Guy Schwartz - Texas Rock, Americana & Blues Musician


They had come to pay tribute to a Texas legend on his 50th birthday. It was quite a concert! Gloria Edwards, the soul queen of Texas sang one of Guy Schwartz' songs. Calvin Owens, who was B.B. King's band leader for 30 years, couldn't wait to blow trumpet on one of Guy's 14 chord blues ballads, and was introduced so spontaneously that the local radio jock couldn't get to the stage in time for a proper introduction. E.P. Vallejo, Kool B, Jimmy Deen.... They were all there - rockers, rappers, bluesmen, folkies and every type of musician, entertainer and songwriter one could imagine. Guy Schwartz had worked with them all, and anyone could tell that he was enjoying the party!

That's what the official biography
in my promotional package said -
the last time I substantially updated this page, in 2002.

That was thirteen years ago.

The next official bio (2010) said -


Texas bandleader, songwriter and film-maker, Guy Schwartz,
is about to release his 45th album with a renewed commitment
to live performances on the road.

Hailed as a hero by some in his hometown of Houston, Texas,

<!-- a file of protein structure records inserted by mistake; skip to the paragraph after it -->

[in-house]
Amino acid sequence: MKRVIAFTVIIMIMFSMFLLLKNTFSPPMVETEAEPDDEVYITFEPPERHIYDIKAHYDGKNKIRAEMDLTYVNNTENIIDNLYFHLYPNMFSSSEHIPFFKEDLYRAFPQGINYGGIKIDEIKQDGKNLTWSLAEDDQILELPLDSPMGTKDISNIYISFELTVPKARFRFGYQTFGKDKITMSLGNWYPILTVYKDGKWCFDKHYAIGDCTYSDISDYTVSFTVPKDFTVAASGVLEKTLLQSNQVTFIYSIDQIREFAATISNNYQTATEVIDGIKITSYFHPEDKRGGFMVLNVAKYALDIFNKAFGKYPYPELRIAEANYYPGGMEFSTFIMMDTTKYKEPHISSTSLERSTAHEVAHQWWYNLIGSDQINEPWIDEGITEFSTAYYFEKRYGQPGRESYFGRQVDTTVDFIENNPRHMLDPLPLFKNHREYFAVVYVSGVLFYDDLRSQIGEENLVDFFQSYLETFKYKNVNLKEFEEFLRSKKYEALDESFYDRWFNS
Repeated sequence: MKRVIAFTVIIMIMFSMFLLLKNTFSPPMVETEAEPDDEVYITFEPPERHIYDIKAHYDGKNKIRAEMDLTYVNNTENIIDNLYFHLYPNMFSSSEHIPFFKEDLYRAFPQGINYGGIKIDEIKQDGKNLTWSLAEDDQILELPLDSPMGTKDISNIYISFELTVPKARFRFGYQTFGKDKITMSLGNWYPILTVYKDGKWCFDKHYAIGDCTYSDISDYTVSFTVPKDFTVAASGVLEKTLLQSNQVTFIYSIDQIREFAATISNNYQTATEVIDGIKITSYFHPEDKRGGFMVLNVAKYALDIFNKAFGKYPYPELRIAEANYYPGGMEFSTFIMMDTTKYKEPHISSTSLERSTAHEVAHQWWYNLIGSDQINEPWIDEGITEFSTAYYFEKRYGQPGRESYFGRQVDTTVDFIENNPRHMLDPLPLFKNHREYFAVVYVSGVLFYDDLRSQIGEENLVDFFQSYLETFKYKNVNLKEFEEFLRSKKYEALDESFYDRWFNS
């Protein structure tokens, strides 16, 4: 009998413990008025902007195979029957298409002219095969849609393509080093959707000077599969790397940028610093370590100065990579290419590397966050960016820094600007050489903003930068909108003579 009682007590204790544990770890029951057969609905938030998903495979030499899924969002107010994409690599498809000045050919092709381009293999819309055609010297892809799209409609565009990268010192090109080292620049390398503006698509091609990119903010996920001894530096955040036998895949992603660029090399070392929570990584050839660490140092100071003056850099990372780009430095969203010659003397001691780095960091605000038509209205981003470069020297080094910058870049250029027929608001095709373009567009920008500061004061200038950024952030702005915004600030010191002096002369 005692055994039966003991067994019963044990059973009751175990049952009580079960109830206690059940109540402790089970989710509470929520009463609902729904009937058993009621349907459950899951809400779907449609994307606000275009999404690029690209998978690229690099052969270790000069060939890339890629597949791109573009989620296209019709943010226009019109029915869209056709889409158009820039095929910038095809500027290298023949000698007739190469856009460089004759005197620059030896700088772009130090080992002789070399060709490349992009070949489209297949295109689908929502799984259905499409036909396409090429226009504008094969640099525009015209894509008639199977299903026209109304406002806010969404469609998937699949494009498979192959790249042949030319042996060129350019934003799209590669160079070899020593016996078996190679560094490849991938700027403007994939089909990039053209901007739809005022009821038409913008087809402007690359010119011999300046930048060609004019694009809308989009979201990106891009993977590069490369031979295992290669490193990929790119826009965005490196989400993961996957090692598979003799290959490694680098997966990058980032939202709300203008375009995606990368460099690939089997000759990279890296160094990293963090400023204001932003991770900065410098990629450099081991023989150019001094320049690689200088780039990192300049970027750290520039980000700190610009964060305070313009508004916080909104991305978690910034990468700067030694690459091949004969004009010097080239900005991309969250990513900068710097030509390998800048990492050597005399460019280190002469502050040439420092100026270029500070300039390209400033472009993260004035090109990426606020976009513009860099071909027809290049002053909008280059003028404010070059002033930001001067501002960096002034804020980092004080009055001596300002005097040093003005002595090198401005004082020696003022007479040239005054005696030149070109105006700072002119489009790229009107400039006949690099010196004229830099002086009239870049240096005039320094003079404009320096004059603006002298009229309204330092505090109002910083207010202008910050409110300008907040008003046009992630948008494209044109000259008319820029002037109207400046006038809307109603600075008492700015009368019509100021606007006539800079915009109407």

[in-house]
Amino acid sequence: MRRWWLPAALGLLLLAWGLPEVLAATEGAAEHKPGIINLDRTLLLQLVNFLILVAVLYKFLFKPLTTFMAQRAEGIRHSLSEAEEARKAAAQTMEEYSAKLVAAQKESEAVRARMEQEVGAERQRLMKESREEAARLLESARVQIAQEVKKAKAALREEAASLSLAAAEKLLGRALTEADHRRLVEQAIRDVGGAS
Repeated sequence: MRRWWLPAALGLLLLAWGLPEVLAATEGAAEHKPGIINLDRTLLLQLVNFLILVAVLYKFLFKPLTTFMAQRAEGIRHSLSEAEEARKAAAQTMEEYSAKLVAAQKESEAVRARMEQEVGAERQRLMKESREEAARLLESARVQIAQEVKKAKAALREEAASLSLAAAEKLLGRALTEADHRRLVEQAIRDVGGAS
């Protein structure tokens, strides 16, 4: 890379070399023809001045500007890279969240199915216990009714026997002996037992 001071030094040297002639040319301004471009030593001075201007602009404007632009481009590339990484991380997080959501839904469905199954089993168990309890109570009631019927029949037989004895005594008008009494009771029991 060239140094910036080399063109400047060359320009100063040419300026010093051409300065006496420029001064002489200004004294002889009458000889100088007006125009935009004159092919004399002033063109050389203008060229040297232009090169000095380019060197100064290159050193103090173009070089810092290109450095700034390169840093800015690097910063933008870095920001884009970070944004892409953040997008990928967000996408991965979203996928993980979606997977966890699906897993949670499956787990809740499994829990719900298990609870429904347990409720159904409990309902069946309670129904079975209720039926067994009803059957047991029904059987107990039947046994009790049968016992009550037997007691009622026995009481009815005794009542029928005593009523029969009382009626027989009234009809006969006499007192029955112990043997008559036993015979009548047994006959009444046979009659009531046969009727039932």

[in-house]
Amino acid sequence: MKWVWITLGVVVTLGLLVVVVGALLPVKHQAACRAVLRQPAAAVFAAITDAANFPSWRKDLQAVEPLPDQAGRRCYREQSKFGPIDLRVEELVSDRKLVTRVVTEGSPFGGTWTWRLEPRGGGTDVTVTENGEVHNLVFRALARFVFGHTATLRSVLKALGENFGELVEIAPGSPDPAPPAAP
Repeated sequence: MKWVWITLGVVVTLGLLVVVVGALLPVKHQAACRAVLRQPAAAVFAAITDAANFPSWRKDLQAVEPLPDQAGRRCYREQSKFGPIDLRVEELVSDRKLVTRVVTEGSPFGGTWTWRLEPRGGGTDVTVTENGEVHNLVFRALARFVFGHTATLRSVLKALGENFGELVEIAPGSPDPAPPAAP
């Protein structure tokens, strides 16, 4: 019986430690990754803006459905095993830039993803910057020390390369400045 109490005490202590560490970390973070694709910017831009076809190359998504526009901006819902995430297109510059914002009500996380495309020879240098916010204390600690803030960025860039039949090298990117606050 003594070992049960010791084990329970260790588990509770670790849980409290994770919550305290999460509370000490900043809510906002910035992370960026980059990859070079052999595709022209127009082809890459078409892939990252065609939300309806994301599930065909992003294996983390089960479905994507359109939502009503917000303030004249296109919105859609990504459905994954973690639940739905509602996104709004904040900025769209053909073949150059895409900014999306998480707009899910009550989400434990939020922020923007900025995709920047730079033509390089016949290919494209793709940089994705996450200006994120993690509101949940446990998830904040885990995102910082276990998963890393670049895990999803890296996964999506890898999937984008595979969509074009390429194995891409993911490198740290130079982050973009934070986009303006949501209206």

for a career in music that goes back to
the '60s, Guy Schwartz' unwavering support of
local musicians and music in Houston
has led to his being called 'The Godfather of
The Local Music Scene' by The Houston Press,
and his band, The New Jack Hippies, has been called
"Texas premiere blues-rock, hippie jam band",
by Nashville's Billy Block.

Schwartz has performed
as a sideman for a diverse group of artists,
including Vince Bell, Lightnin' Hopkins,
BW Stephenson, Blaze Foley, Gurf Morlix,
Lionel Hampton & The Monkees, and,
his bands (including Relayer and Z-Rocks)
have toured with the likes of Nickle Creek, David Lindley, U2, Eric Johnson, Muddy Waters, Duran Duran,
Huey Lewis & The News, Todd Rundgren, Carolyn Wonderland,
Van Gunn, The Thieves, Ted Nugent, Little Feat, ZZTop...

Playing 200 road dates a year with The New Jack Hippies
as recently as 2003, Schwartz' efforts have been
recently concentrated in studio work and video. Schwartz & video
partner, MArlo Blue have created TWO television series
featuring local, original Texas music of all styles and genres.